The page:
Member of the Week: Koji Hirata

Koji HirataKoji Hirata

PhD Candidate

Department of History, Stanford University

Describe your current research. What about it drew your interest?

Drawing on archival sources in Chinese, Japanese, and Russian, my dissertation, “Steel Metropolis: Industrial Manchuria and the Making of Chinese Socialism, 1909–1964,” tells the story of the rise and fall of the largest steel enterprise in China under Mao’s rule (1949-1976), Anshan Steel and Iron Works, and its urban base, Anshan City, in Manchuria (Northeast China). Particularly intriguing to me is the transnational character of this showcase of Mao’s “socialist industrialization,” with whose construction Japanese engineers, Soviet advisors, and Chinese experts from the pre-Communist regime were deeply involved.

Describe what you are currently teaching. How does your teaching relate to your scholarship?

I taught introductory classes on modern Chinese history, modern Japanese history, and world history of science as a teaching assistant. The experience reminds me to think about how my local research matters in the contexts of national and international history. This is especially important to me, given that one of the most frequent questions I receive from my interviewees from the city is: “Why are you studying such a minor place?”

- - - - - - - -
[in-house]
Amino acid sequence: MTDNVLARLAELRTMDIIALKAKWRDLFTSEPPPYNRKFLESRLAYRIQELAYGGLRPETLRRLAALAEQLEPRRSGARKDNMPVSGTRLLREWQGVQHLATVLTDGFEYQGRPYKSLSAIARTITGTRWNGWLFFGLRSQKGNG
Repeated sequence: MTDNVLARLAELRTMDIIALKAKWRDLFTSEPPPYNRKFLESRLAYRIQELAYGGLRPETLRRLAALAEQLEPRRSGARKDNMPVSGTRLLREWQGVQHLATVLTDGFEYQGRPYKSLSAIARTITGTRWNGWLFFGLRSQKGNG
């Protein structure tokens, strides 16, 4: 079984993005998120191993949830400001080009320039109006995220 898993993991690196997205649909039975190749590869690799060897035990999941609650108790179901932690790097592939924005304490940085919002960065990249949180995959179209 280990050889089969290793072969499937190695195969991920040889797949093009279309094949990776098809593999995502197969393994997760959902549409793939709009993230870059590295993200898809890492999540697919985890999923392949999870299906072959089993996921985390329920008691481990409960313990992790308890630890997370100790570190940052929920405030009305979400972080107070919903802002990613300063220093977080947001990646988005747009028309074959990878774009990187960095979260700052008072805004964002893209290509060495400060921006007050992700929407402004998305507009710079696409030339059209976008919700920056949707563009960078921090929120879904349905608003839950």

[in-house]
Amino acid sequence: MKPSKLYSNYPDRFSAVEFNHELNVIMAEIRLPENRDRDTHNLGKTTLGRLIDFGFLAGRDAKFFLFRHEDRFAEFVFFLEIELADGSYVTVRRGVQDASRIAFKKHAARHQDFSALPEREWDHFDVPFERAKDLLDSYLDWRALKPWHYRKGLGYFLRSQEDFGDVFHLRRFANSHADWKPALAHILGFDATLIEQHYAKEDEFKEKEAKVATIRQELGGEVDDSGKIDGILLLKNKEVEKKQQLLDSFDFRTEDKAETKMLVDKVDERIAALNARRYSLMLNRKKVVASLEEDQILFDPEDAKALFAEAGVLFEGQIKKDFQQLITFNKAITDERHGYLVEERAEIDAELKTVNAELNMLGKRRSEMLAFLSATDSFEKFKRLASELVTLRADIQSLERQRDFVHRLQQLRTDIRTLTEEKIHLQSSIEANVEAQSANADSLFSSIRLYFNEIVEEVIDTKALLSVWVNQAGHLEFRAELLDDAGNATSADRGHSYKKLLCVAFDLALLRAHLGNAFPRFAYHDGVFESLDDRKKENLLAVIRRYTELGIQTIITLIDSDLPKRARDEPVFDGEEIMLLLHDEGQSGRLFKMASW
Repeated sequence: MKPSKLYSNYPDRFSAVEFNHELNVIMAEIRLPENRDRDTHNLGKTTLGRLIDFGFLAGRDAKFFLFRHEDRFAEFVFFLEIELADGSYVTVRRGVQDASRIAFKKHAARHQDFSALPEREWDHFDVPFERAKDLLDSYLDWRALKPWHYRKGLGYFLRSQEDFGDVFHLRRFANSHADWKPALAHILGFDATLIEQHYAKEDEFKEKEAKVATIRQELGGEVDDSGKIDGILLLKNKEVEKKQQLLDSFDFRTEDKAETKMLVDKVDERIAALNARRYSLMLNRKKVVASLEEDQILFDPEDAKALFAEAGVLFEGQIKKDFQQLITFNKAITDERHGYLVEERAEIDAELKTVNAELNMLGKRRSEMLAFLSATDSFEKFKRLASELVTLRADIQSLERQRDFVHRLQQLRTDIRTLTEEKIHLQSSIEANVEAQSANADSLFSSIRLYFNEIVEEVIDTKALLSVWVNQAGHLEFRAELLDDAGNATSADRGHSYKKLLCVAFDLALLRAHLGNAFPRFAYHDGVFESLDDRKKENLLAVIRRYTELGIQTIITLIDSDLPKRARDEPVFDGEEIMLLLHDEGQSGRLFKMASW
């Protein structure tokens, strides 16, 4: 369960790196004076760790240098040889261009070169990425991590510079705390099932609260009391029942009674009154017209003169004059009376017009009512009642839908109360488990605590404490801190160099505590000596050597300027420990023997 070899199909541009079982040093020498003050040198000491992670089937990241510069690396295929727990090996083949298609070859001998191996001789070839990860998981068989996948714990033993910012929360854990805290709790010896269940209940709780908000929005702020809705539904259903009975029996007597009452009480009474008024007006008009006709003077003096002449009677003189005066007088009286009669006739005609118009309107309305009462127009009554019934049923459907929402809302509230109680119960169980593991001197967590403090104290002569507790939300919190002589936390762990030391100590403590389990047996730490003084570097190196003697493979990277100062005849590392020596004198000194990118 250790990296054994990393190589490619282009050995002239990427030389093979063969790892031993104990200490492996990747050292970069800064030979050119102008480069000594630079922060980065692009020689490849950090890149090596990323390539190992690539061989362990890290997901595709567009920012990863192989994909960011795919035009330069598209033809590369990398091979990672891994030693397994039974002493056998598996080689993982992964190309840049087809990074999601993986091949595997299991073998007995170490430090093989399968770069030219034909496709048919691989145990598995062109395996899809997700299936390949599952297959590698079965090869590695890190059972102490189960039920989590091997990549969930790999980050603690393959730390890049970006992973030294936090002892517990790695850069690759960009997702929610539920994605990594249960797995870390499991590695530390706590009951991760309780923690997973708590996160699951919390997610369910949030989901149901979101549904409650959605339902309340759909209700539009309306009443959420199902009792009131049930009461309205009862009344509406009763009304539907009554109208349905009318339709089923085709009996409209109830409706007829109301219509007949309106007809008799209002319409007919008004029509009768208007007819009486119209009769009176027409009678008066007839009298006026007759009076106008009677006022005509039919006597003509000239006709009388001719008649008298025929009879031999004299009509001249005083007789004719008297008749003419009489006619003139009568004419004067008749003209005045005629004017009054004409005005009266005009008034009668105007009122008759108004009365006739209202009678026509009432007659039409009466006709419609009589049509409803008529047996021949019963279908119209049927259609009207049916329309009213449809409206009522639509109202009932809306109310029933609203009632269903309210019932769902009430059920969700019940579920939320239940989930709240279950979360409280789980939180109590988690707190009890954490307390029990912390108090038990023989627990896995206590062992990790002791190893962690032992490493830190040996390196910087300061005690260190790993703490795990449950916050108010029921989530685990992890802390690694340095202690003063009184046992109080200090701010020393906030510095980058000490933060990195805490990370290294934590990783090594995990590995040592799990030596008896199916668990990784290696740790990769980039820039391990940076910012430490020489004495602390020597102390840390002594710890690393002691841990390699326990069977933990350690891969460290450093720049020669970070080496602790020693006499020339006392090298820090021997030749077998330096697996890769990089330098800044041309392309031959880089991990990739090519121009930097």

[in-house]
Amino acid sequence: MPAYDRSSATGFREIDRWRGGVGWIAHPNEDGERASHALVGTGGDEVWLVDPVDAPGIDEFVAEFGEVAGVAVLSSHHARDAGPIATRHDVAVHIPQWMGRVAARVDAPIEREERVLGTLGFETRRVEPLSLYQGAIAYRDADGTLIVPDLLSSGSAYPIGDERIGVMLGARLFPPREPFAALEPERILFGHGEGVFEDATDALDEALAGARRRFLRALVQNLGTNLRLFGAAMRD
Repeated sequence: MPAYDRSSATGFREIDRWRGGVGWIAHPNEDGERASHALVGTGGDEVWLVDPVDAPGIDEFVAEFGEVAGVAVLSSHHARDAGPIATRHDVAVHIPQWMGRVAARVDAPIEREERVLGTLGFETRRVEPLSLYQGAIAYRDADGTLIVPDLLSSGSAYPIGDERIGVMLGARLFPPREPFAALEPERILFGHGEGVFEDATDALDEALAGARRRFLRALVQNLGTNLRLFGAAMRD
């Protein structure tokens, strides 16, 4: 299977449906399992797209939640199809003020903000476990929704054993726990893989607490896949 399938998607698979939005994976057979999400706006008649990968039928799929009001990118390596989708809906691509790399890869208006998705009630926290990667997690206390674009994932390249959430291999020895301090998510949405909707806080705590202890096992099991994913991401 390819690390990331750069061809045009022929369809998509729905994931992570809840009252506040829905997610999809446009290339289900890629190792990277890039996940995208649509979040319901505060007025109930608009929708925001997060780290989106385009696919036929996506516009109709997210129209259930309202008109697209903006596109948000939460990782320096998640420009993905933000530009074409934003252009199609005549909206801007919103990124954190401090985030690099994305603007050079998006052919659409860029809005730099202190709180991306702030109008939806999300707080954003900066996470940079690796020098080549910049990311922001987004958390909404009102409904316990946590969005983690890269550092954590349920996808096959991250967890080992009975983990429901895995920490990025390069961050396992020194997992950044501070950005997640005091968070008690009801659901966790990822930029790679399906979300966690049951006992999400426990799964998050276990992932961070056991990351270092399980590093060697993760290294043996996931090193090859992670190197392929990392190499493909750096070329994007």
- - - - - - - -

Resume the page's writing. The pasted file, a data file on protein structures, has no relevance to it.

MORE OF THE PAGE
What recent or forthcoming publications are you excited about, either of your own or from other scholars?

I am excited for Isabella Jackson’s forthcoming book, Shaping Modern Shanghai: Colonialism in China’s Global City. It will be published by Cambridge University Press in the autumn. This will show how global connections of people, goods, and thoughts shaped what has been called China’s “most modern” city.

What advice do you have for graduate students preparing a dissertation project related to urban history or urban studies?

I think studying a city shows us the complexity and contingency of history. In my own research I am fascinated by the contrast between the high modernist visions of city planners and the rather chaotic process of urban formation on the ground. This helped me feel better about the gap between my dissertation writing plan and its real process.

What is your favorite city, and why?

Shanghai. Where else on earth can you sit at Starbucks, view the latest Hollywood movie, see French colonial-style architecture, and pay a pilgrimage to the building where the Chinese Communist Party was first established within a walking distance?

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